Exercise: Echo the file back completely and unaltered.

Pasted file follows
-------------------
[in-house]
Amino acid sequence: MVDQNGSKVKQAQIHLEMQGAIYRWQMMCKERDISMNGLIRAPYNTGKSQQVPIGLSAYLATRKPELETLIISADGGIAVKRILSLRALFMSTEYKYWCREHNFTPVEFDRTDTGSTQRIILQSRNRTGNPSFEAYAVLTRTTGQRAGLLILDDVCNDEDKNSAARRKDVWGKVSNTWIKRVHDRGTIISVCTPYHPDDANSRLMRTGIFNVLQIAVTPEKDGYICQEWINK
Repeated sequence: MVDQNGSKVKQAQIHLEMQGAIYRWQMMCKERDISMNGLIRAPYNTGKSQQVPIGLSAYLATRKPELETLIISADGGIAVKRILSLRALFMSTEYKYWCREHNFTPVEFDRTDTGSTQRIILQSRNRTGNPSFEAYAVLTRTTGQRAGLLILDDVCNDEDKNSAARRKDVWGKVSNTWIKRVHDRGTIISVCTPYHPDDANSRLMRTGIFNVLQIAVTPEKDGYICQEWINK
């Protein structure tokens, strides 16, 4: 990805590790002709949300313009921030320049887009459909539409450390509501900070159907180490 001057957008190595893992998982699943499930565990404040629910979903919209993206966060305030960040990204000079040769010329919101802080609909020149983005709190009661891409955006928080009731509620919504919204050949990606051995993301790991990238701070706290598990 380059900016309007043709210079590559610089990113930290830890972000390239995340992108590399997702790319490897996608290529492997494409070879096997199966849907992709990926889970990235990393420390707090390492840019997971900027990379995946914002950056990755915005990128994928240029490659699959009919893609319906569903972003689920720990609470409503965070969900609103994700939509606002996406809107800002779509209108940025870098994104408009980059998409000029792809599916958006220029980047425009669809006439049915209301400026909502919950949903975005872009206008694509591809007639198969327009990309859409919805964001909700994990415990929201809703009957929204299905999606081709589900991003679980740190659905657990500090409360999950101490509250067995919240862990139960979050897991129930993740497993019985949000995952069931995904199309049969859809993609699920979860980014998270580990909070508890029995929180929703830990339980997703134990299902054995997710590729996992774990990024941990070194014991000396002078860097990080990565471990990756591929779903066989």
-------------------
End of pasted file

[in-house]
Amino acid sequence: MVDQNGSKVKQAQIHLEMQGAIYRWQMMCKERDISMNGLIRAPYNTGKSQQVPIGLSAYLATRKPELETLIISADGGIAVKRILSLRALFMSTEYKYWCREHNFTPVEFDRTDTGSTQRIILQSRNRTGNPSFEAYAVLTRTTGQRAGLLILDDVCNDEDKNSAARRKDVWGKVSNTWIKRVHDRGTIISVCTPYHPDDANSRLMRTGIFNVLQIAVTPEKDGYICQEWINK
Repeated sequence: MVDQNGSKVKQAQIHLEMQGAIYRWQMMCKERDISMNGLIRAPYNTGKSQQVPIGLSAYLATRKPELETLIISADGGIAVKRILSLRALFMSTEYKYWCREHNFTPVEFDRTDTGSTQRIILQSRNRTGNPSFEAYAVLTRTTGQRAGLLILDDVCNDEDKNSAARRKDVWGKVSNTWIKRVHDRGTIISVCTPYHPDDANSRLMRTGIFNVLQIAVTPEKDGYICQEWINK
């Protein structure tokens, strides 16, 4: 990805590790002709949300313009921030320049887009459909539409450390509501900070159907180490 001057957008190595893992998982699943499930565990404040629910979903919209993206966060305030960040990204000079040769010329919101802080609909020149983005709190009661891409955006928080009731509620919504919204050949990606051995993301790991990238701070706290598990 380059900016309007043709210079590559610089990113930290830890972000390239995340992108590399997702790319490897996608290529492997494409070879096997199966849907992709990926889970990235990393420390707090390492840019997971900027990379995946914002950056990755915005990128994928240029490659699959009919893609319906569903972003689920720990609470409503965070969900609103994700939509606002996406809107800002779509209108940025870098994104408009980059998409000029792809599916958006220029980047425009669809006439049915209301400026909502919950949903975005872009206008694509591809007639198969327009990309859409919805964001909700994990415990929201809703009957929204299905999606081709589900991003679980740190659905657990500090409360999950101490509250067995919240862990139960979050897991129930993740497993019985949000995952069931995904199309049969859809993609699920979860980014998270580990909070508890029995929180929703830990339980997703134990299902054995997710590729996992774990990024941990070194014991000396002078860097990080990565471990990756591929779903066989």